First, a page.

A whimper is an even higher-pitched, weaker version of a whine. This usually comes from Yorkie puppies, and means they are in some sort of distress. Most likely, they are hungry, nervous, tired, or scared. However, it’s important to check out every whimper, as you want to make sure that your Yorkie isn’t suffering from physical discomfort, and that it doesn’t need a trip to the veterinarian.
If your Yorkie yelps, this is most likely a response to having been hurt. A yelp is a high-pitched, almost shrieking noise that dogs let out when they are hurt.
Although the yelp itself is quick, and usually not followed by very much whimpering or other barking noises, it is important to check your Yorkie for any injuries and make sure it isn’t seriously hurt.
A Yorkie will let out a low-tone moaning noise when it is happy or comfortable. This noise can often be heard coming from Yorkies that are being petted, scratched behind the ears or on the belly, or just generally content being around their owners. This noise shouldn’t be too loud or abrasive and is a welcome sign that your Yorkie is happy, so pay it no mind!
Low Tone Barking
If your Yorkie is letting loose a more traditional bark in a lower tone, this could be a sign that your dog wants to alert you of something. They may see something that is unfamiliar and want to bring it to your attention. Likewise, they may see something they perceive as a threat and want to protect themselves, their owner, and their territory from that threat.
In any event, low tone barking is a sign that something in your Yorkie’s immediate environment has changed. It wants to alert you to this fact, so it lets out a traditional, lower tone bark, similar to what you’d hear from other breeds.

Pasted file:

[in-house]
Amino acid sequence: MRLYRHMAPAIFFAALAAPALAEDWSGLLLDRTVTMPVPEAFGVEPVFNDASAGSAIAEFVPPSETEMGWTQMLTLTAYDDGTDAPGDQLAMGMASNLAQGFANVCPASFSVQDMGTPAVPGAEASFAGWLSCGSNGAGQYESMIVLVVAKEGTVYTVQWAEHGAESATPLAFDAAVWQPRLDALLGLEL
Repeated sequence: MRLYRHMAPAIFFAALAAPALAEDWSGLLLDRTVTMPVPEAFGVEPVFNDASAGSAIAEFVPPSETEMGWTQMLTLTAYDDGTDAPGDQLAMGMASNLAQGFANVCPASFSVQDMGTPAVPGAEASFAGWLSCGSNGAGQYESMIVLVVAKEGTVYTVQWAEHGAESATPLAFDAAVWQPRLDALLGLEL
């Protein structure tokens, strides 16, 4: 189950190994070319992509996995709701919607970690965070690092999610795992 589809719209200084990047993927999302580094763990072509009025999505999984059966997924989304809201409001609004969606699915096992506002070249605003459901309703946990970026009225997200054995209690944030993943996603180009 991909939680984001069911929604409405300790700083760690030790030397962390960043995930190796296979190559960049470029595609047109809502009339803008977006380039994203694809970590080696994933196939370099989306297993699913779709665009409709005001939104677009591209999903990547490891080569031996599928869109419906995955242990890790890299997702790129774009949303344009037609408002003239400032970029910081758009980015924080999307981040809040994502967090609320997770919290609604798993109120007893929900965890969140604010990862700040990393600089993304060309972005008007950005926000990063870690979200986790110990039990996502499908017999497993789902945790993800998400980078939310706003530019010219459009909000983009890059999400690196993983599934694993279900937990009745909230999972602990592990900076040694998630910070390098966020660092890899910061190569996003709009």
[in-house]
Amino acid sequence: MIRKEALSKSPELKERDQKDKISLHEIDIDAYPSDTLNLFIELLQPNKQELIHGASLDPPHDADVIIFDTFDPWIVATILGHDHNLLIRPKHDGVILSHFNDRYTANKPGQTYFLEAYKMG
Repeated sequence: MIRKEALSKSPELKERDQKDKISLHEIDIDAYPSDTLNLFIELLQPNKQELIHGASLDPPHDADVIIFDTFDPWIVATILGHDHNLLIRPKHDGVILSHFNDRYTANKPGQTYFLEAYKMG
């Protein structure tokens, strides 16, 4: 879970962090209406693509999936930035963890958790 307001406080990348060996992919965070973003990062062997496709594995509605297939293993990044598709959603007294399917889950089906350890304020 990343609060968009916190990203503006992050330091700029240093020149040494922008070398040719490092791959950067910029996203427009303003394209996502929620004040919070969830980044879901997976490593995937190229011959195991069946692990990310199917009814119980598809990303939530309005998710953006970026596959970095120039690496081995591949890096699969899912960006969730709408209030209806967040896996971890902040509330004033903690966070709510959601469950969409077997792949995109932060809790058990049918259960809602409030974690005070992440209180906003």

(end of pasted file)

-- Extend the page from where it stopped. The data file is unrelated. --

If your Yorkie is growling a lot rather than barking, it is serving as a warning. It is important to know what your Yorkie is growling at, as it will tell you what, or who, is being warned, and what they’re being warned of.
Whatever the growl is targeted at, it is a threat. This is especially true if the Yorkie’s body is in a lowered position. This is indicating that it’s preparing to bite. Whether this is targeted at you, another dog, or another person, watch out and back up!
Now, Yorkies aren’t a particularly aggressive breed, but they are territorial. The most common reason that Yorkie would growl and threaten to bite is that it feels there is a perceived threat to itself or its territory. Simply backing away and telling others to back away should allow you to avoid a bite. After all, that’s what the growl is for.
How to Stop a Yorkie From Barking
It is important to note that just because your Yorkie is barking, that doesn’t mean it needs to stop. Not all barking is bad barking. Try to distinguish the reasons between your Yorkie’s barks, and see if they are necessary, or if you can try to train that behavior out of them.
The main goal should be to tone down the constant, unnecessary barking that a lot of Yorkshire Terriers tend to do. It is important to try and train this out of them while they are still young, as the older the dog gets, the harder it will be to train old behavior out of them. I think there’s a saying about something like that…